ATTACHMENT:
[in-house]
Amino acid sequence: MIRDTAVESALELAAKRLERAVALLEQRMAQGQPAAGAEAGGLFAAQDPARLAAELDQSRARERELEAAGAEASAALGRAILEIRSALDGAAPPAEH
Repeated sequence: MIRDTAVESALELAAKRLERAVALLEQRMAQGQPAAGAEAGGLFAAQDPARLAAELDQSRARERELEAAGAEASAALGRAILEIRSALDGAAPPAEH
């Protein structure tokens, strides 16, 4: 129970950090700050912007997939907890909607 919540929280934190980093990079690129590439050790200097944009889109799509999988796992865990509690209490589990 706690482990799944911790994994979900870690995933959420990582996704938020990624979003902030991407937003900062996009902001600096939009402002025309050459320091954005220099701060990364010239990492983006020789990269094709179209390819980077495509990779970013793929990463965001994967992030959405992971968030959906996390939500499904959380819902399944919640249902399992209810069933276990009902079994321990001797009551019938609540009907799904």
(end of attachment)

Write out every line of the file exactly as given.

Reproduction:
[in-house]
Amino acid sequence: MIRDTAVESALELAAKRLERAVALLEQRMAQGQPAAGAEAGGLFAAQDPARLAAELDQSRARERELEAAGAEASAALGRAILEIRSALDGAAPPAEH
Repeated sequence: MIRDTAVESALELAAKRLERAVALLEQRMAQGQPAAGAEAGGLFAAQDPARLAAELDQSRARERELEAAGAEASAALGRAILEIRSALDGAAPPAEH
């Protein structure tokens, strides 16, 4: 129970950090700050912007997939907890909607 919540929280934190980093990079690129590439050790200097944009889109799509999988796992865990509690209490589990 706690482990799944911790994994979900870690995933959420990582996704938020990624979003902030991407937003900062996009902001600096939009402002025309050459320091954005220099701060990364010239990492983006020789990269094709179209390819980077495509990779970013793929990463965001994967992030959405992971968030959906996390939500499904959380819902399944919640249902399992209810069933276990009902079994321990001797009551019938609540009907799904």